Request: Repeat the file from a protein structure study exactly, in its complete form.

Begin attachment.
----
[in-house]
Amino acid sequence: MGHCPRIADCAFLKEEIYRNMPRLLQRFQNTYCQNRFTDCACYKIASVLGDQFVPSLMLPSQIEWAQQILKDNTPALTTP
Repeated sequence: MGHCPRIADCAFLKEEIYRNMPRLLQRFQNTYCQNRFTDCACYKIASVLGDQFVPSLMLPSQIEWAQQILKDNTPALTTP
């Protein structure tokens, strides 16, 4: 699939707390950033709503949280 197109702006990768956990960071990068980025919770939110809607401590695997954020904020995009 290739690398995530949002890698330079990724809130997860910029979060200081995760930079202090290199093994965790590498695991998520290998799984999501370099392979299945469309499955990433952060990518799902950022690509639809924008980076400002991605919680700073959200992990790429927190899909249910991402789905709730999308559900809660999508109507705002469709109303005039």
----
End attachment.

[in-house]
Amino acid sequence: MGHCPRIADCAFLKEEIYRNMPRLLQRFQNTYCQNRFTDCACYKIASVLGDQFVPSLMLPSQIEWAQQILKDNTPALTTP
Repeated sequence: MGHCPRIADCAFLKEEIYRNMPRLLQRFQNTYCQNRFTDCACYKIASVLGDQFVPSLMLPSQIEWAQQILKDNTPALTTP
């Protein structure tokens, strides 16, 4: 699939707390950033709503949280 197109702006990768956990960071990068980025919770939110809607401590695997954020904020995009 290739690398995530949002890698330079990724809130997860910029979060200081995760930079202090290199093994965790590498695991998520290998799984999501370099392979299945469309499955990433952060990518799902950022690509639809924008980076400002991605919680700073959200992990790429927190899909249910991402789905709730999308559900809660999508109507705002469709109303005039």